Blacklegged Tick or Deer Tick
Scientific Name: Ixodes scapularis or Ixodes dammini (In 1993, I. scapularis and I. dammini were found to be the same species. Ixodes scapularis is now the accepted scientific name)
Common Name: Blacklegged tick (commonly referred to as the deer tick)
Description: Adult females are typically less than 1/8 inch in length and males are slightly smaller. Adult females are brown to reddish-orange in color with a dark brown to black dorsal shield or scutum on the back, directly behind their head. After feeding, adult females can increase in size to as much as ½ inch in length and can range from a tan color to gray or dark brown. Adult males tend to be dark brown in color with no reddish coloration on the body. Adults have dark brown or black legs, thus the common name “black-legged” tick. Deer tick nymphs are very small, about the size of a poppy seed, and can be difficult to see. The six-legged deer tick larvae are even smaller, typically less than 1 mm.
Habitat/Range: Blacklegged ticks are widely distributed in the eastern United States from Maine to Florida and westward around the Great Lakes. In Maine, they are most common in southern and coastal areas, but populations are advancing inland and have been found in northern Aroostook County. Blacklegged ticks are commonly encountered in mixed forests and along the woodland edges of fields and suburban landscapes.
Life Cycle/Hosts: The blacklegged tick is a three-host tick, meaning it utilizes a different host at each of its three active life stages (larva, nymph, and adult). It undergoes a two-year life cycle, beginning during the spring when an adult female lays several thousand eggs in the leaf litter. In early summer, tiny six-legged larvae emerge from the eggs and begin feeding on their first host, usually a small mammal. Many of these hosts, particularly mice and chipmunks, are infected with the agent that causes Lyme disease and transmit it to the larval ticks. Following a molt from the larval stage, nymphs generally feed on small to mid-size animals while the subsequent adults prefer deer. All stages will feed on humans and domestic animals. Adult blacklegged ticks are found from early spring to late fall with two peaks, one in April or May and another in late October. Nymph numbers peak in June and early July.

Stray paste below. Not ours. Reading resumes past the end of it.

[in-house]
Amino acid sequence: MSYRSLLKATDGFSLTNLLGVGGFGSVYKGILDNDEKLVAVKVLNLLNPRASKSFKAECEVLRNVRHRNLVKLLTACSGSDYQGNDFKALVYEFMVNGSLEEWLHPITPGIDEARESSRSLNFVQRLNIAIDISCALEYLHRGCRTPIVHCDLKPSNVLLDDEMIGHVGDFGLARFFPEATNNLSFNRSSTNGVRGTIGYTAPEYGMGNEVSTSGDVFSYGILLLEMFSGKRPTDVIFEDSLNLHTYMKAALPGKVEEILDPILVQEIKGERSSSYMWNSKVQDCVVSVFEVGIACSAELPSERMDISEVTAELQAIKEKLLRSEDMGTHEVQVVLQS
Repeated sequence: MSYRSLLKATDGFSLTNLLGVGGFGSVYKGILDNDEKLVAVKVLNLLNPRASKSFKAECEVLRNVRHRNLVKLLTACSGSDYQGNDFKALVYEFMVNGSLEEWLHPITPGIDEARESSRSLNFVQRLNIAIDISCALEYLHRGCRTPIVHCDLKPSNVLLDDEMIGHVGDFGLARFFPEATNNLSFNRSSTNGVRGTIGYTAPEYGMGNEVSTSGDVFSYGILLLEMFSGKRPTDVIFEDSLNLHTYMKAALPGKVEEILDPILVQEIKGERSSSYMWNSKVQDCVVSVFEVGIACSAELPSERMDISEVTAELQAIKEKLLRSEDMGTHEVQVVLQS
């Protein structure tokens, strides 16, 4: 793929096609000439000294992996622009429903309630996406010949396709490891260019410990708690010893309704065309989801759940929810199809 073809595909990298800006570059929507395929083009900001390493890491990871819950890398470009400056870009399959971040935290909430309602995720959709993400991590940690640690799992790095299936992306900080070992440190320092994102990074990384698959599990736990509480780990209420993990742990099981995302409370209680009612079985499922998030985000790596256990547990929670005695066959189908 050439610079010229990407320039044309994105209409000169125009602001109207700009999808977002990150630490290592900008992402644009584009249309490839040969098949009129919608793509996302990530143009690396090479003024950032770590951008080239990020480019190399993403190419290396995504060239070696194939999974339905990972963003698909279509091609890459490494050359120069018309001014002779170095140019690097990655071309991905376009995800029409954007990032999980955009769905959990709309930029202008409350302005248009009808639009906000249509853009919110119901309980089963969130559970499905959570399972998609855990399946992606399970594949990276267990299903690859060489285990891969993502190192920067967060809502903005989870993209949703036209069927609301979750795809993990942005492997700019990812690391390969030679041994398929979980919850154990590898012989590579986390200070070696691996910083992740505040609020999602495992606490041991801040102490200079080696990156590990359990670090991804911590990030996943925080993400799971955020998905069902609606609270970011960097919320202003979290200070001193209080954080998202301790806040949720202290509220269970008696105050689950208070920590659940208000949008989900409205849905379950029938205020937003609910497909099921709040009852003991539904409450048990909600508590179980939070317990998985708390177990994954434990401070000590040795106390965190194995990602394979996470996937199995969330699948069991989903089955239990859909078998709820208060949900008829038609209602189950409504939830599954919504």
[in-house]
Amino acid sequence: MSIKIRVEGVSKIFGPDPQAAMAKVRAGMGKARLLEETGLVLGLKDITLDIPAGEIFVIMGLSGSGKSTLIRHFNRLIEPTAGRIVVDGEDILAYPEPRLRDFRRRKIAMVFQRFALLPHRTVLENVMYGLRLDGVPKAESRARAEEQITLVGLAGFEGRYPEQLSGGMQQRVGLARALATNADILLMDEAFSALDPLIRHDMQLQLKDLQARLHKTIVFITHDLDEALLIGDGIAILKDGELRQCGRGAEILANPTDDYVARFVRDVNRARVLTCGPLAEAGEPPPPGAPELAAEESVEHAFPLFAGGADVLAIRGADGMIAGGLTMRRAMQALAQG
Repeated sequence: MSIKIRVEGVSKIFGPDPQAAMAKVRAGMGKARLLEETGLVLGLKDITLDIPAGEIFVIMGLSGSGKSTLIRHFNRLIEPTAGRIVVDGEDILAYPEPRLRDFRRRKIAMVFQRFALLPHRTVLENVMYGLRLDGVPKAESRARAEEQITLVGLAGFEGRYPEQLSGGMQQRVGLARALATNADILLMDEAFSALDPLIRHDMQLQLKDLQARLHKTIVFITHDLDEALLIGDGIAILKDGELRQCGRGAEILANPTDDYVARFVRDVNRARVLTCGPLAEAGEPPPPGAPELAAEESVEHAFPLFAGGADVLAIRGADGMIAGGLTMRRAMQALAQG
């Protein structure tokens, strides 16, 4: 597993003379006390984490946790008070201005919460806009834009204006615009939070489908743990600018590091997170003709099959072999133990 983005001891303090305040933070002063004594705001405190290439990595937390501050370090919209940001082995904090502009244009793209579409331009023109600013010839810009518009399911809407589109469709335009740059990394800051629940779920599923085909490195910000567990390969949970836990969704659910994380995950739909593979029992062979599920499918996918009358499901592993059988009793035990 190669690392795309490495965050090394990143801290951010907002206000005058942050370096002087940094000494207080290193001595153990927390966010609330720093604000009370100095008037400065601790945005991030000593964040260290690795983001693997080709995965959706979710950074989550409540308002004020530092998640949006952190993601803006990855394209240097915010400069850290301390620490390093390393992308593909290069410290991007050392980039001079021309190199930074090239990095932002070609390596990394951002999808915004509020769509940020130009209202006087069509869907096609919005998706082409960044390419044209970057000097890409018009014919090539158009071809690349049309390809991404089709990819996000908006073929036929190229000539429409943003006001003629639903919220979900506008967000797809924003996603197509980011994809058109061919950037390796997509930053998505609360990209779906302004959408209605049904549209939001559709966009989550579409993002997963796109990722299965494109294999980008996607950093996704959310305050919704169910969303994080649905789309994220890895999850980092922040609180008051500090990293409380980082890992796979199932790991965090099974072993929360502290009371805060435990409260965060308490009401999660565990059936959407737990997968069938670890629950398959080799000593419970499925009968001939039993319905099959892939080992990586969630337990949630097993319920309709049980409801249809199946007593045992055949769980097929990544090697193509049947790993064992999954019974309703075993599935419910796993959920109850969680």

Medical/Veterinary Importance: In Maine, blacklegged ticks are vectors of several serious tick-borne diseases including Lyme disease, anaplasmosis, babesiosis, and Powassan virus. It is extremely important to check for and remove ticks from humans and pets as quickly as possible.